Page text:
To many people, daylighting is a modern phenomenon. Although skylights and other daylighting systems have certainly become more popular – as well as more efficient – over the past two decades, they are by no means reserved to new buildings.
From home conservatories to large windows used for illumination, natural light has been an important part of building design and architecture for centuries. Read on as we look at how daylighting has evolved as an architectural element over the years.
Daylighting and architecture throughout history
Daylighting has played an important role in architecture for centuries. From ancient buildings in Persia designed to keep perishable goods cool to the large glass window displays in neo-Gothic churches, windows and natural light has always played a role in building design and architecture.
Even the earliest shelters of Native Americans made use of daylighting. In a fantastic presentation called Daylighting as Basis for Design, the Boston Society of Architects observes the use of daylighting from the earliest shelters of the Native Americans to the incredible churches of Europe.
Daylighting’s importance in the pre-electrical era
In many ways, older buildings were often more aware of the importance of daylight than their modern counterparts. As electrical lighting is a relatively new invention, many of the great churches and other important buildings of previous eras placed a far greater level of value on natural light than the buildings of the 20th century.
The technological limitations of older buildings often led to unique solutions to the lighting problem. Many old buildings often showcase greater focus on daylighting than homes and office buildings constructed during the era of inexpensive lighting and endless energy.
Many buildings utilized mirrors designed to increase perceived space and reflect limited natural light sources throughout their interior. Daylight defined design in many cases, with large marketplaces making use of skylights and large windows designed to maximize available light during the limited hours of daytime.
Daylighting during the Industrial Revolution
As industry rose to prominence and machines aided the manufacturing process, the role of daylight changed. Rather than simple illuminating buildings for accessibility, daylighting had to play a role in lighting the environments used by workers for the highest possible levels of productivity.
Windows and skylights changed from being decorative additions to churches and other religious buildings to being utilitarian. Nonetheless, they still provided great amounts of natural light – one reason for the demand for Industrial Era buildings in many Western cities today.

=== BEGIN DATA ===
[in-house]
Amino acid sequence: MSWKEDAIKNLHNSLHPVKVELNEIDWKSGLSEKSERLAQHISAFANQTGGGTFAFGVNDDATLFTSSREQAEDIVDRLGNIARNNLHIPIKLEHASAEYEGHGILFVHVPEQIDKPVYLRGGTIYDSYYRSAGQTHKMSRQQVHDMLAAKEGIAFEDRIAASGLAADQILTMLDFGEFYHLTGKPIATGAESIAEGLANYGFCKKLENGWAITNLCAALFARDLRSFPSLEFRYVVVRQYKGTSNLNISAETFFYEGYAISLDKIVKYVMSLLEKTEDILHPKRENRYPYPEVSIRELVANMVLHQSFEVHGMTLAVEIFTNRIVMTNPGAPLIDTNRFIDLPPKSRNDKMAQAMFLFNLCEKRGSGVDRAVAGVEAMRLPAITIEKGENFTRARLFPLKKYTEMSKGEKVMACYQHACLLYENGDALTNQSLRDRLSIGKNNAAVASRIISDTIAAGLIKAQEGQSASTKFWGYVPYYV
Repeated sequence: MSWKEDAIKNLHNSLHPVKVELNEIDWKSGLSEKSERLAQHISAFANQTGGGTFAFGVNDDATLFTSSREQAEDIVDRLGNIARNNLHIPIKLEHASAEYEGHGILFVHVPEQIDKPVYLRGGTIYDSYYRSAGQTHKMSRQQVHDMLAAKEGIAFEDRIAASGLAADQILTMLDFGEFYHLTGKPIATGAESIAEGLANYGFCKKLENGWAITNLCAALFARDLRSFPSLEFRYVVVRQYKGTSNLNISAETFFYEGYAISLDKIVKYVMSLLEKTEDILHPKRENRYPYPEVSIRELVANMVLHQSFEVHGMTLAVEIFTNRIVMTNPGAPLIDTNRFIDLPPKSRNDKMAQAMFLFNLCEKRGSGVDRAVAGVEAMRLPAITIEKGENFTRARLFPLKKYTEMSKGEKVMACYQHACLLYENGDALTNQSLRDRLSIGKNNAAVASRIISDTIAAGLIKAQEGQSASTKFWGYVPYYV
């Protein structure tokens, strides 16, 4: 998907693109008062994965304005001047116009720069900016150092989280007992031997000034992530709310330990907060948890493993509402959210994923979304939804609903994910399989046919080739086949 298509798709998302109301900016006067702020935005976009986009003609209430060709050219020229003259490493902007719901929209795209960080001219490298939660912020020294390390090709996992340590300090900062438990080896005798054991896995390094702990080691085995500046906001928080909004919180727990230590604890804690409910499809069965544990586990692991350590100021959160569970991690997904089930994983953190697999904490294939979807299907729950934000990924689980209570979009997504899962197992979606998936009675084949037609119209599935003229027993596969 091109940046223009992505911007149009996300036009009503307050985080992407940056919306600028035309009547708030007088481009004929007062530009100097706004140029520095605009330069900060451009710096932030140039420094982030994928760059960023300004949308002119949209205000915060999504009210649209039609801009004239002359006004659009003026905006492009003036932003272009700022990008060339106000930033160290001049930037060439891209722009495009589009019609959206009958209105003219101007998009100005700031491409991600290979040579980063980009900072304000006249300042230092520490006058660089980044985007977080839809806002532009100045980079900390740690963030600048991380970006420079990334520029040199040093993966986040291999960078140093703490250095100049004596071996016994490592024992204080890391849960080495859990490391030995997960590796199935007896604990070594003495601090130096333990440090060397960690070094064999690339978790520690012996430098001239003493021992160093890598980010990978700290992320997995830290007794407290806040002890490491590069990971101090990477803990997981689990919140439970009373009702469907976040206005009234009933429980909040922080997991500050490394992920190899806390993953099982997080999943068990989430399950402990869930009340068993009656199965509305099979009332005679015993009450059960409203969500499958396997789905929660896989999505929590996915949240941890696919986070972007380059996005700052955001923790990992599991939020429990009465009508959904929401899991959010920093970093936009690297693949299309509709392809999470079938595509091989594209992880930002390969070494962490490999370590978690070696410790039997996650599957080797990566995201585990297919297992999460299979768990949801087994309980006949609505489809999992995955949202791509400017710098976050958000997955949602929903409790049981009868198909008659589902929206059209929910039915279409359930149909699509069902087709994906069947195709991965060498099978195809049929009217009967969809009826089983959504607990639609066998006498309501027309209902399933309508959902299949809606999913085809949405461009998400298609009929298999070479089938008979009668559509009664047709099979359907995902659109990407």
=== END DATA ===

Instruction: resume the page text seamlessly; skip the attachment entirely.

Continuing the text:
Throughout the 20th century, daylighting continued to play an important role in the design of many modern buildings. The Larkin Building in Buffalo (image shown), itself a monument to commerce and administration, was designed to maximise natural light exposure in order to create a comfortable, productive workspace.
The “international style” and the rise of artificial lighting
As the ‘international style’ of architecture began to take over, the small floor plans and focus on natural light that had defined commercial buildings during the early 20th century began to disappear. With large floor plans and millions of square feet, lighting these large buildings became too demanding for natural light alone.
Because of this, we saw the massive increase in artificial light usage that occurred during the 20th century. Architects generally agree that the dependence on artificial light, and the over-illumination problems that it led to, continued until daylighting once again became a major focus of architects in 1995.
The return of daylighting and energy efficiency
Over the past two decades, daylighting has returned to its position of importance in architecture. The artificially lit workplaces of the 20th century have largely been left in the dust, with energy efficient design and daylighting replacing the artificial light that defined the late 20th century.
This time, there’s logic behind the change back to natural light. From the savings in energy made possible by daylighting to its immense health benefits, daylight isn’t an architectural phase that will soon come to an end, but a logical change that offers a wide range of benefits for architects and inhabitants alike.
“Image courtesy of StudyBlue”